This collection was recorded over 20 years ago in Puerto Rico by ethnomusicologist Lisa Kliger -- half in a radio station with a single recorder and half in a recording studio. While the fidelity is less than perfect, the charm, joy and heart of the players still comes through. The small acoustic group plays the two major forms of Puerto Rican peasant, or jibaro, music: the seis and the aguinaldo. There are two contrasting singers: one husky voiced, the other a smooth crooner. The songs are played on a cuatro and guitars, accompanied by the light raspy percussion of a guiro; they alternate between dramatic ballads and easy-going, bouncy tunes. Certainly a listener needs to have a taste for the folkloric to enjoy this, but the music is meant to be accessible and has a simple, country charm. - Marty Lipp

Sol Y Canto
Sendero del Sol
Sol y Canto know how to mine the richness of a song. On their latest release, Sol y Canto are produced by Latin jazz's hottest star, Danilo Perez, who brings out the dynamism of this group. The album brilliantly charts the roots of Latin American music with its African and Iberian flavours. Brian Amador's song "Tambor y guitarra" sets the tone of the proceedings. Amador, the guitar player and musical director of the band, has penned a song which recounts the flight of Gypsies from Spain and the rise of Rumba as the Gypsies mixed with the Yoruba; indeed, Amador's guitar playing itself serves to anchor the band's Spanish links.

What is really striking about Sol y Canto's music, however, is not only their percussive drive but the profound literate quality of their songs. Rosi Amador's gorgeous voice wraps itself around the words; on Violeta Parra's "Gracias a la vida," she sings (translated): "Thanks to life, which has given me so much:/ it's given me my hearing, that in all its breadth/ records night and day, crickets and canaries,/ hammers, turbines, barks, thunderstorms, / and the tender voice of the one I love." The emotion cuts right to your heart.

It's intoxicating, this blend of Renato Thoms' percussion work, combined with soulful depictions of the human condition and the worth of the individual. On the album's one song sung in English, "Alejandro's Ghost," Sol y Canto insightfully capture the weight of our modern experience: "Alejandro's ghost thought he was dead,/ but he was only lost and wandering inside his head./ Didn't think that death amounted to much,/ he could still see and hear, he could even laugh,/ he just couldn't touch." The remedy lies in Sol y Canto's music, in bringing us back home to centre, and that is its essential beauty. - Lee Blackstone

¡Viva! Los Straitjackets
Upstart Records

It's the first day of 90 degree heat for the summer today in New Haven, so what's more appropriate than to set some guitars to ten on the twang meter and surf over to the bar for a glass with an umbrella in it. No surprises, just guitars, bass and drums make Los Straitjackets unfettered summertime guests bearing cliched riffs, tongue firmly in cheek, a six pack of good vibes under their arm. A welcome relief.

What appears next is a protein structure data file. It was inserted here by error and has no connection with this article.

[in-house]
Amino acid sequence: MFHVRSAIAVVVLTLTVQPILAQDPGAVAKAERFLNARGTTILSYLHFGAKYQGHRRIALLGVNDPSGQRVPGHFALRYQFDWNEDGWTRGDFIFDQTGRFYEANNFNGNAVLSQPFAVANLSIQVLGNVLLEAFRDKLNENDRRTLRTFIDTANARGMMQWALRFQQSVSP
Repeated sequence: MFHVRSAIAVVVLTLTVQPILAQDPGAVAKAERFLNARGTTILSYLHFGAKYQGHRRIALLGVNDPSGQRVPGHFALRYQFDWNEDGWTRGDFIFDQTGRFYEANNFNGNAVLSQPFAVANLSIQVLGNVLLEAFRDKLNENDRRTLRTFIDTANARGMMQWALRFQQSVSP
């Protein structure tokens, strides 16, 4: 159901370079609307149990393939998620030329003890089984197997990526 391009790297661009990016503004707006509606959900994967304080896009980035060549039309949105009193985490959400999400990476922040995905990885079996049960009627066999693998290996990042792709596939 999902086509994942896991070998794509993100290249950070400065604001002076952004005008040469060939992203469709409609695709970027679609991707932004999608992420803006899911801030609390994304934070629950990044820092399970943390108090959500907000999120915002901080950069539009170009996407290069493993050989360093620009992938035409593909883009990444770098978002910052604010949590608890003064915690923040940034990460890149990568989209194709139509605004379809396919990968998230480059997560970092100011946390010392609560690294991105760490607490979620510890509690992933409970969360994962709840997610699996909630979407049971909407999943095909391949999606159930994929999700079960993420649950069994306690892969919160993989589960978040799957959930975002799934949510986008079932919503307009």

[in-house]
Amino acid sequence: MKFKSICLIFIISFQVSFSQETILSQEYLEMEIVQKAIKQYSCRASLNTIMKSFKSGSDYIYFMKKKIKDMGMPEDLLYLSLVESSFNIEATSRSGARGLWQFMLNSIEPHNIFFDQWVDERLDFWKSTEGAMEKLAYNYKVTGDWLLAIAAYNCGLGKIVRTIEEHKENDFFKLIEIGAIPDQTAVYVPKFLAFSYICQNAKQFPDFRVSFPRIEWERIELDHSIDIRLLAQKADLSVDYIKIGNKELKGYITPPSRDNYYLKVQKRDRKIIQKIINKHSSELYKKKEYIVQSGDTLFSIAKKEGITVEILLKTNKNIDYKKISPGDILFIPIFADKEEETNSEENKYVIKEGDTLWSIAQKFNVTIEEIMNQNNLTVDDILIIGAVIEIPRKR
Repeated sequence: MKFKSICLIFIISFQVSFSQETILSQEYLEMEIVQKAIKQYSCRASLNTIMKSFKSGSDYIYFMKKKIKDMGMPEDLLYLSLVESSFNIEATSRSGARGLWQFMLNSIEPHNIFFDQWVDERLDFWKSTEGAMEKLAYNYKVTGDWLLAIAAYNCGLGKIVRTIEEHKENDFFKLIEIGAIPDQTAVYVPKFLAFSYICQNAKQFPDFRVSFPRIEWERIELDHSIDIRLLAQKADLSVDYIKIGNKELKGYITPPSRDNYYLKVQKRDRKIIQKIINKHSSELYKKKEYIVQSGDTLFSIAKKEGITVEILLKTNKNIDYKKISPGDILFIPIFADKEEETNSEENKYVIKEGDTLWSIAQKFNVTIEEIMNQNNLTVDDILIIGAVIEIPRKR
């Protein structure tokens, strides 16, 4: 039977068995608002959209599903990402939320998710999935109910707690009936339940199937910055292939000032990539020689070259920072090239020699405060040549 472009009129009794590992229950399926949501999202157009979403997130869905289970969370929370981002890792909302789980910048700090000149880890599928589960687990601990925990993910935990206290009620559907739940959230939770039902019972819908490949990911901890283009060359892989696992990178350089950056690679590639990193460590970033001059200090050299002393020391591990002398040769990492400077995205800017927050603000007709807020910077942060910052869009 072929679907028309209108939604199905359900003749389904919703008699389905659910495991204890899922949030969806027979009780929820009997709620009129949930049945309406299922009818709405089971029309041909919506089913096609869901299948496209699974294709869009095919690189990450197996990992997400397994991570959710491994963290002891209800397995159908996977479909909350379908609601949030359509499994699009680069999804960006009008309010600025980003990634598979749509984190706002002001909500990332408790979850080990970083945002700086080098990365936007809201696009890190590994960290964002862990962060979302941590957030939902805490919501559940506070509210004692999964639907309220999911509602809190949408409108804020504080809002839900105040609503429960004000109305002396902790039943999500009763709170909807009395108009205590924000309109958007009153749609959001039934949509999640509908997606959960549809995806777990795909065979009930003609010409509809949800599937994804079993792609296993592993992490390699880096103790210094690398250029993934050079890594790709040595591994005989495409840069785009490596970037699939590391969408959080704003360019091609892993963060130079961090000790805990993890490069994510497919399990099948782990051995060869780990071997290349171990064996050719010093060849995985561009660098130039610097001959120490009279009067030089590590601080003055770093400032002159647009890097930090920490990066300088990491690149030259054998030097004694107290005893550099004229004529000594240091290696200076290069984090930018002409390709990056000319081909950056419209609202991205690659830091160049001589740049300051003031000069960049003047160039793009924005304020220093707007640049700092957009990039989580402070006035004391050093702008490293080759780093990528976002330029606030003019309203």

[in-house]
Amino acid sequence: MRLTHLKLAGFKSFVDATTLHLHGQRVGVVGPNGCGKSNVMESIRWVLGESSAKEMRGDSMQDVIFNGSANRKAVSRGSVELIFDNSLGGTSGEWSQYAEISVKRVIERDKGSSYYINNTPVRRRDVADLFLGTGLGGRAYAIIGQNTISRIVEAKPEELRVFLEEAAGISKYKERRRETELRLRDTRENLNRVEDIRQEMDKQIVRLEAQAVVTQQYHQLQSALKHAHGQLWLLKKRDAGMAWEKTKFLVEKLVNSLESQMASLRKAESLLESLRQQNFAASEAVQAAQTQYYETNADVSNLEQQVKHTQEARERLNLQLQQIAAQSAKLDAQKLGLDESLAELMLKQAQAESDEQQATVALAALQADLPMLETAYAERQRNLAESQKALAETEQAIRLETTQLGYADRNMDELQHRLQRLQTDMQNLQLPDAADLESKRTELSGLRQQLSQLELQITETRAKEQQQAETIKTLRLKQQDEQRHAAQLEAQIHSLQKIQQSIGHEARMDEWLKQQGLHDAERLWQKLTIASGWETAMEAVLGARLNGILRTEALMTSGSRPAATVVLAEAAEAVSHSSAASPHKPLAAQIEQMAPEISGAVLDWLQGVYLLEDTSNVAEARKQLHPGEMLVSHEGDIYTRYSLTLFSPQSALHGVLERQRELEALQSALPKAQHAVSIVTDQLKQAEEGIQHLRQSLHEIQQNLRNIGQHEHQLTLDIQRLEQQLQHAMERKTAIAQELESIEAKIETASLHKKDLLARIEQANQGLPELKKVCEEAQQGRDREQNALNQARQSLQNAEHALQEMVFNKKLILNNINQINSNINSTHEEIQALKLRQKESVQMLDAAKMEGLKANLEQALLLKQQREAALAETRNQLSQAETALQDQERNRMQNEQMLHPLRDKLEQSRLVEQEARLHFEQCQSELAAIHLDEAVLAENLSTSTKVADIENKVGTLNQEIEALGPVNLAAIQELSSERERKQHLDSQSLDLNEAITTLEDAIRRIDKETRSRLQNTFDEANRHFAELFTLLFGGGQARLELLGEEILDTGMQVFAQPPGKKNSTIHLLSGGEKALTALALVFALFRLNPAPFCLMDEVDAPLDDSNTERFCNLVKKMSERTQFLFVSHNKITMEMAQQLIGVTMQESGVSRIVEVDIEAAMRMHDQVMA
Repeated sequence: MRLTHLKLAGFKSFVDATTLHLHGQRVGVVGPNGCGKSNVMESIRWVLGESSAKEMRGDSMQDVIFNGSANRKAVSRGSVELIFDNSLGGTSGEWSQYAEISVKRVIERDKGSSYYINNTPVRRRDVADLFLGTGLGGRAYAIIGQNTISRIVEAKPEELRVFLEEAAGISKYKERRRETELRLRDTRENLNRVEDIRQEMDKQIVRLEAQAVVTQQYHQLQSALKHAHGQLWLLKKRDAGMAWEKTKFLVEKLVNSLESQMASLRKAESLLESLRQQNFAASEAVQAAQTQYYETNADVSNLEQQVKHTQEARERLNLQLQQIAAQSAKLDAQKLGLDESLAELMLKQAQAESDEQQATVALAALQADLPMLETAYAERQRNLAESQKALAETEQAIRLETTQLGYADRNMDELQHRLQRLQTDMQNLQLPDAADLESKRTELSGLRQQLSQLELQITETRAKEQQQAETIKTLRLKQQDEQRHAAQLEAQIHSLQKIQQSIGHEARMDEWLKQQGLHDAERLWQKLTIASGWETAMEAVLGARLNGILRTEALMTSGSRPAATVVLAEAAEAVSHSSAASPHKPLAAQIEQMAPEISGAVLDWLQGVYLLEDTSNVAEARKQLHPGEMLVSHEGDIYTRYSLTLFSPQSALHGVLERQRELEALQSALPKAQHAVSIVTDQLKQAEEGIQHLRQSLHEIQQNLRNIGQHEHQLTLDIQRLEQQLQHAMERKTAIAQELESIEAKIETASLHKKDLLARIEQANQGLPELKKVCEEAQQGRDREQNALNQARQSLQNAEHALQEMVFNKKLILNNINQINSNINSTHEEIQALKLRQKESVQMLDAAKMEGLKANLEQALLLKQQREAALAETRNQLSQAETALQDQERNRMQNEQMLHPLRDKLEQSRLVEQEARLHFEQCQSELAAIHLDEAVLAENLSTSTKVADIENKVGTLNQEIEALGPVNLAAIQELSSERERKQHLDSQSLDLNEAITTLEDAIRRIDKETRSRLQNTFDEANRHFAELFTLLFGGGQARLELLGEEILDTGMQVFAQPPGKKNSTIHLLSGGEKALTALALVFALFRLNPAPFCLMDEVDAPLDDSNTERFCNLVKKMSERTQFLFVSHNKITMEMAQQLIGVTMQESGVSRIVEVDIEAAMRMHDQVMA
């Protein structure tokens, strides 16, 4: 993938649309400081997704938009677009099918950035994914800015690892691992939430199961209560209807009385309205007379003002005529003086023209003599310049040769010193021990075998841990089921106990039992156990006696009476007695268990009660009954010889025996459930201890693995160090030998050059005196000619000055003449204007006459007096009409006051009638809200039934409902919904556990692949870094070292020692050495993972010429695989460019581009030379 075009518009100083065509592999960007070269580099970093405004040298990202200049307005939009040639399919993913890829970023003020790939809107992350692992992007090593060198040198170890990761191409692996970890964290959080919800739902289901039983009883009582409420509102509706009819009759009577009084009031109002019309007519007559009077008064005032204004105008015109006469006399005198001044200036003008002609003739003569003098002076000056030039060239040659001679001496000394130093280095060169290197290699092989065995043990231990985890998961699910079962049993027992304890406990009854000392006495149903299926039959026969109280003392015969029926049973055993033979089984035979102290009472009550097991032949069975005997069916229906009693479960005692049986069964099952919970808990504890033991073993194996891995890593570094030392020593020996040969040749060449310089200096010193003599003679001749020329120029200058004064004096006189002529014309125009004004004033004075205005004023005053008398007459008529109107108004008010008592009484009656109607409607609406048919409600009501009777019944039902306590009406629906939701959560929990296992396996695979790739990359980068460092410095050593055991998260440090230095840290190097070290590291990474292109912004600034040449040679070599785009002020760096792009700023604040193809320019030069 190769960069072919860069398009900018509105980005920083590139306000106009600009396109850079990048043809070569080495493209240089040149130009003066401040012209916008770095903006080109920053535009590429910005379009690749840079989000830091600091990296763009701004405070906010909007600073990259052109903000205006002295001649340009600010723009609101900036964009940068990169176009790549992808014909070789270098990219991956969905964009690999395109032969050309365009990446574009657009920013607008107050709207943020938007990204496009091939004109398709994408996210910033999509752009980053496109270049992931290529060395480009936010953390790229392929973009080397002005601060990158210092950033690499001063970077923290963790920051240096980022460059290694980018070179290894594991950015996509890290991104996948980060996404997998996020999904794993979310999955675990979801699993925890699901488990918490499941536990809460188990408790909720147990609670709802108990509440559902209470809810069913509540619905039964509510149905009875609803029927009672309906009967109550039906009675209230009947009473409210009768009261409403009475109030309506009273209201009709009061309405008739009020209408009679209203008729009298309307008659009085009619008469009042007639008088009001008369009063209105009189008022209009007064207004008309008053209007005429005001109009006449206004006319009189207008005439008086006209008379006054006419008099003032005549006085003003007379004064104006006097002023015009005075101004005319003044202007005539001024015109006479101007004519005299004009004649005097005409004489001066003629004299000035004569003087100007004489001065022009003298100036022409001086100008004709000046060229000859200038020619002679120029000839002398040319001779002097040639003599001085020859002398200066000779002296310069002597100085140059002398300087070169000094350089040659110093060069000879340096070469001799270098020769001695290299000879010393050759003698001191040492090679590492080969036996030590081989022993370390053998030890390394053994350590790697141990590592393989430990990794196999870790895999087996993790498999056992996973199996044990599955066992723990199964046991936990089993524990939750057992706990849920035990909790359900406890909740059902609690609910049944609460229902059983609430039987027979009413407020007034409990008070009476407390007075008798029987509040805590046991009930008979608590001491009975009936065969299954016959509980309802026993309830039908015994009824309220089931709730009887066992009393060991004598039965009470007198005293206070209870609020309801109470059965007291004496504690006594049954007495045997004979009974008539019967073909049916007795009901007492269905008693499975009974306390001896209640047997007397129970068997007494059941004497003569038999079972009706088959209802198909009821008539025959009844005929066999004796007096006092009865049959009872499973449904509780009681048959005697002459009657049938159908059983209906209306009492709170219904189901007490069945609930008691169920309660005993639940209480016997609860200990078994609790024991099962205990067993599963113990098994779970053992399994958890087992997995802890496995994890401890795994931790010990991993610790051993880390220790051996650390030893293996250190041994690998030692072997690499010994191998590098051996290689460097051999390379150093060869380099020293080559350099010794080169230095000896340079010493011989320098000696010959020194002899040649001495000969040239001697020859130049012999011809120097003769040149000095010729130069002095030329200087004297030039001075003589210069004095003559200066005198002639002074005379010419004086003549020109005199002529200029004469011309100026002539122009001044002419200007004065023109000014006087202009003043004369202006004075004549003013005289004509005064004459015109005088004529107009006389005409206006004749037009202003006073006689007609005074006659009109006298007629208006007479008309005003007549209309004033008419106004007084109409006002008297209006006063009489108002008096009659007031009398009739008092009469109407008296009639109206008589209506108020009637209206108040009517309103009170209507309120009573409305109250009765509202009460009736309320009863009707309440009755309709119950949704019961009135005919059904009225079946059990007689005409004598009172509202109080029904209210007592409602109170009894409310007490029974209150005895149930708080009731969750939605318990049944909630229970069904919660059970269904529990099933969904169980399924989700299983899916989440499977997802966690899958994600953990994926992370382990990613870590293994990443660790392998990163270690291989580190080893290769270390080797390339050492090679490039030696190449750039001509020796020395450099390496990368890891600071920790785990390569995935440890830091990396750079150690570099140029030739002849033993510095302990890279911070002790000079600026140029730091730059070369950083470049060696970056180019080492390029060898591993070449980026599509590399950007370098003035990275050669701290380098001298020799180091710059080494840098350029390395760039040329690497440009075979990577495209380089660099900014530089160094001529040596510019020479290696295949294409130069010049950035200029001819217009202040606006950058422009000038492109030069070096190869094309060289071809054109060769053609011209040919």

Bongo Joe

"I wish I knew just how to sing, I thought I'd make a record, and it'd be the best of everything." Well, he DOES sing, in a sort of musical rapping that he calls "fundamental beat music." Sixty year old George Coleman, known as Bongo Joe, pounds on a steel drum he formed into a multi-toned "kit" and sings along with. He's played the streets of Florida's Gulf coast, Galveston, TX and eventually set himself up on the plaza by the Alamo in San Antonio. He tells weird stories of a "Transistor Radio," comments on the foibles of humans in "Science Fiction" and "Listen At That Bull." It has a boogie beat one minute, and rattles like the mbira of Africa the next, but there are few tags to hang on this music. These are highly original, elemental, sometimes risque folk blues songs from and about the streets. He can swing fiercely, and he can sing soulfully, if sometimes a little strained or off-key. Passion is everything, and Bongo Joe's got it.

Rey Azucar
(Sony Discos)

Shabba Ranks, Tito Puente's band, The Toasters, Cheb Khaled and Joe Ely get together for a jam? Well, it sure sounds like it as this Argentine band rolls from one piece of madness to another on this wild ride of a recording. They are the self-proclaimed "Sugar Kings," and they reign over a sound full of ska, salsa, post country punk and a touch of Monty Python. Big horns, ripping guitars varied percussion and fat bass are laid down in track after track of latin power pop. There's even some star power to be had: Tina Wemouth and Chris Frantz prduce, Mick Jones of the Clash pops a few chords, and a bizarre toss-off of "Strawberry Fields Forever" with Debbie Harry (lost but none-the-less enthusiastic). For fans of the screwy mix of cultures espoused by bands like Les Negresses Vertes, this will be a hit.

World Circuit

If want want horns, check out this burning set from 1972 of salsa from Colombia. This stuff never lets up as it hurls groove after incessant groove at you, sax and trumpet blazing from a path cut by fat, no bloated, bass licks, pervasive percussion and searing solo and group vocals. It's salsa, rumba, jazz and pop from coastal Columbia, Cuba, Puerto Rico and New York with nary a hint as to how they got there. (CF)